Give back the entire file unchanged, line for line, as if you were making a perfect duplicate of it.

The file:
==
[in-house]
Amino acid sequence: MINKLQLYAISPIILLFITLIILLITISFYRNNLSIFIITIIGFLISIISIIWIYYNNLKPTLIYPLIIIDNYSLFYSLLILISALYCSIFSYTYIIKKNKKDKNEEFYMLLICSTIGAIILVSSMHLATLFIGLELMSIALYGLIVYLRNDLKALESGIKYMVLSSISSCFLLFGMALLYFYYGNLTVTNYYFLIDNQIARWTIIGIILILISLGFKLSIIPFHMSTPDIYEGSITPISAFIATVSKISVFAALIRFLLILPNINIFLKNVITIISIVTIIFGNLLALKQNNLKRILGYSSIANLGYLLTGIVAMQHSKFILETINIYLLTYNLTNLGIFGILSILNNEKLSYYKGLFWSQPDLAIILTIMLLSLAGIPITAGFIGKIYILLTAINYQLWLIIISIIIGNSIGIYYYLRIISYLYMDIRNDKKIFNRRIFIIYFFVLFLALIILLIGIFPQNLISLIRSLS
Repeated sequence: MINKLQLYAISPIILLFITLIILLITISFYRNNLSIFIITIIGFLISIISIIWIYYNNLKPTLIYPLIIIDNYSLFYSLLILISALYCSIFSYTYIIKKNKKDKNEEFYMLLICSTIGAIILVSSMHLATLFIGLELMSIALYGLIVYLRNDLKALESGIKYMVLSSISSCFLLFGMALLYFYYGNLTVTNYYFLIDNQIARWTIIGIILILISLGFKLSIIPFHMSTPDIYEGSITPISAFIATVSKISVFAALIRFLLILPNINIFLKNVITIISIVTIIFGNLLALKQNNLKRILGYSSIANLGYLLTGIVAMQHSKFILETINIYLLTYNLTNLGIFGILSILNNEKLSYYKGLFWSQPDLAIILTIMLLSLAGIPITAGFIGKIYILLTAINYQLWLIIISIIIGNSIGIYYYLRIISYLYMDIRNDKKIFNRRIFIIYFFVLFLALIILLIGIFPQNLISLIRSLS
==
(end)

[in-house]
Amino acid sequence: MINKLQLYAISPIILLFITLIILLITISFYRNNLSIFIITIIGFLISIISIIWIYYNNLKPTLIYPLIIIDNYSLFYSLLILISALYCSIFSYTYIIKKNKKDKNEEFYMLLICSTIGAIILVSSMHLATLFIGLELMSIALYGLIVYLRNDLKALESGIKYMVLSSISSCFLLFGMALLYFYYGNLTVTNYYFLIDNQIARWTIIGIILILISLGFKLSIIPFHMSTPDIYEGSITPISAFIATVSKISVFAALIRFLLILPNINIFLKNVITIISIVTIIFGNLLALKQNNLKRILGYSSIANLGYLLTGIVAMQHSKFILETINIYLLTYNLTNLGIFGILSILNNEKLSYYKGLFWSQPDLAIILTIMLLSLAGIPITAGFIGKIYILLTAINYQLWLIIISIIIGNSIGIYYYLRIISYLYMDIRNDKKIFNRRIFIIYFFVLFLALIILLIGIFPQNLISLIRSLS
Repeated sequence: MINKLQLYAISPIILLFITLIILLITISFYRNNLSIFIITIIGFLISIISIIWIYYNNLKPTLIYPLIIIDNYSLFYSLLILISALYCSIFSYTYIIKKNKKDKNEEFYMLLICSTIGAIILVSSMHLATLFIGLELMSIALYGLIVYLRNDLKALESGIKYMVLSSISSCFLLFGMALLYFYYGNLTVTNYYFLIDNQIARWTIIGIILILISLGFKLSIIPFHMSTPDIYEGSITPISAFIATVSKISVFAALIRFLLILPNINIFLKNVITIISIVTIIFGNLLALKQNNLKRILGYSSIANLGYLLTGIVAMQHSKFILETINIYLLTYNLTNLGIFGILSILNNEKLSYYKGLFWSQPDLAIILTIMLLSLAGIPITAGFIGKIYILLTAINYQLWLIIISIIIGNSIGIYYYLRIISYLYMDIRNDKKIFNRRIFIIYFFVLFLALIILLIGIFPQNLISLIRSLS